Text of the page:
• In 1887 Congress appropriated $200,000 for a school at Fort Riley, Kansas, to instruct enlisted men of cavalry and light artillery, but five years went by before the Cavalry and Light Artillery School was formally established. Once it opened its doors, however, complete regimental troops and batteries trained there, as did recruits before they joined a regiment. In the years that followed, the school changed names several times, in 1907 becoming the Mounted Service School; in 1919, the Cavalry School; on 1 November 1946, the Ground General School; and in 1950, the Army General School. The school was discontinued in May 1955.
  • When first established, the School of Application for Infantry and Cavalry and the Cavalry and Light Artillery School were simply military posts with a training responsibility added. The department commander could order the men at the post off to duty at any time, but while not otherwise employed the garrisons formed the basis for practical instruction that enabled the officers and men who participated to study the duties of the soldier in garrison, in camp, and on the march.
  • The U.S. cavalry did not fight against a formally organized foe during the period of 1866-91, but doctrine and drill did evolve for use should such an enemy appear. The foundation of all the rules was the basic thought that cavalrymen must be drilled as infantry and must at all times be prepared to fight on foot. Such a provision was no more than a natural extension of Civil War experience. Instructions for mounted cavalry charges were also included.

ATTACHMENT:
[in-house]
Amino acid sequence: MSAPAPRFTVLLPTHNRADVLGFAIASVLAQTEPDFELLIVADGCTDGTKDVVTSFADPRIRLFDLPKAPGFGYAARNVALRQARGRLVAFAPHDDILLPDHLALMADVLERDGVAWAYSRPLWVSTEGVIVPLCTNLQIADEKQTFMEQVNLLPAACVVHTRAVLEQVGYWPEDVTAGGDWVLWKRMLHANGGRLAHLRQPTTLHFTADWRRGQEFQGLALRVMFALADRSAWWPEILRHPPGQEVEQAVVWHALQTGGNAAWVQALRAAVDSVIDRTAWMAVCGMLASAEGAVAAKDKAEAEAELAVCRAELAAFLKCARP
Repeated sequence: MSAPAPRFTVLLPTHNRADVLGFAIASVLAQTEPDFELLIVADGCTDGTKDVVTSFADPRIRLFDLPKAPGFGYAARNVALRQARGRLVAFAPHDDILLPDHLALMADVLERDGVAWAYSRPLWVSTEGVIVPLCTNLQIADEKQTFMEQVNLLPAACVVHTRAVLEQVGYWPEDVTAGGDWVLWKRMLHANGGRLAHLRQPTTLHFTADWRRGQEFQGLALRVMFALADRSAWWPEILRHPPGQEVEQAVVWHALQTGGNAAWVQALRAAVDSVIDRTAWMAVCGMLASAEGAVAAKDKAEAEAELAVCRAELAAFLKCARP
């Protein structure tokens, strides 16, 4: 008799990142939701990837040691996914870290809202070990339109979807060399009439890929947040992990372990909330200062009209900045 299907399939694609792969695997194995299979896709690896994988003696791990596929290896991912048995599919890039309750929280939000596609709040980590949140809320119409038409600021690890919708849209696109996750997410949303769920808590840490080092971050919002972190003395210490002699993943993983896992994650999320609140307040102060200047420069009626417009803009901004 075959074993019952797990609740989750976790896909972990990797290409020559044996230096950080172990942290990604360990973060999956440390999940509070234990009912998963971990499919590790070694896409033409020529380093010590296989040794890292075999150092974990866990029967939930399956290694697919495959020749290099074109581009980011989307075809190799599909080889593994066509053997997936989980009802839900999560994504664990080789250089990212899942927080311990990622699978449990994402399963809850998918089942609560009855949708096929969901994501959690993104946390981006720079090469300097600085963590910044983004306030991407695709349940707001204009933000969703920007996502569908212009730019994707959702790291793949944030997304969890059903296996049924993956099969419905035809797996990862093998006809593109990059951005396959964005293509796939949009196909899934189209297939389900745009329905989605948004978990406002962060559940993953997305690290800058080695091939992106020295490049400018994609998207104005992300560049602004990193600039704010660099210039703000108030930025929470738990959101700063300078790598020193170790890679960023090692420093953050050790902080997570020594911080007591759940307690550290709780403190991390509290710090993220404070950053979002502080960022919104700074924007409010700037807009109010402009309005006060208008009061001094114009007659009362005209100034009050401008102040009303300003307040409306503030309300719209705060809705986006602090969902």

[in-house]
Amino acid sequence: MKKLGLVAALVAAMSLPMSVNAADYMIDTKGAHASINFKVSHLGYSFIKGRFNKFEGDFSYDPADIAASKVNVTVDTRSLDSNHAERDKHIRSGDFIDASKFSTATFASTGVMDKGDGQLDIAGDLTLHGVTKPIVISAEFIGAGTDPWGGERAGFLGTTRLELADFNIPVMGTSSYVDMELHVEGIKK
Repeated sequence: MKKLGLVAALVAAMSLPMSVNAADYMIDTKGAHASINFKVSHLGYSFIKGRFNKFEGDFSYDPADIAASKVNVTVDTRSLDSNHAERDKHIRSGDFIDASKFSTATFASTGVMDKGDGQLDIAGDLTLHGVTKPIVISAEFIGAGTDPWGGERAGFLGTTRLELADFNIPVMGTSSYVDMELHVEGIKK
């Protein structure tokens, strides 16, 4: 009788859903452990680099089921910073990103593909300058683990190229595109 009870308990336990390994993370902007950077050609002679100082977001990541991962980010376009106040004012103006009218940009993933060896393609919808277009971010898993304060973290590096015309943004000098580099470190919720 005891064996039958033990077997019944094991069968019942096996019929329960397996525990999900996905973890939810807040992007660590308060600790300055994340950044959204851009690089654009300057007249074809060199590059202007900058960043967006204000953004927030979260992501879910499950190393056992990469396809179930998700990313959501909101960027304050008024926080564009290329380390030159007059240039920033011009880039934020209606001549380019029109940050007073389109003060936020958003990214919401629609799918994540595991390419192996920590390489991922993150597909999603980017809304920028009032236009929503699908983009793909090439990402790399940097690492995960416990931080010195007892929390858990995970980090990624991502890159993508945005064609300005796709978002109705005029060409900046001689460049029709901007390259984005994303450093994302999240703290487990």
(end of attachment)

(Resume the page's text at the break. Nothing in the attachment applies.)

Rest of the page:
• A rather startling alteration occurred when the cavalry in 1873 adapted the Infantry Tactics, accepted by the infantry in 1867, as its drill manual. This system, prepared by Maj. Gen. Emory Upton, altered previous teaching because it based troop evolutions upon movements by fours. These movements were suited to drill with horses since they allowed room for the mounts to maneuver where earlier ones had not. The cavalry continued to drill by the infantry system until late in 1891, when the War Department issued separate sets of drill regulations for the cavalry, infantry, and artillery. For the cavalry, the squadron consisted of not more than four and not less than two troops, and the troop in marching was divided into two, three, or four platoons, depending upon the number of fours.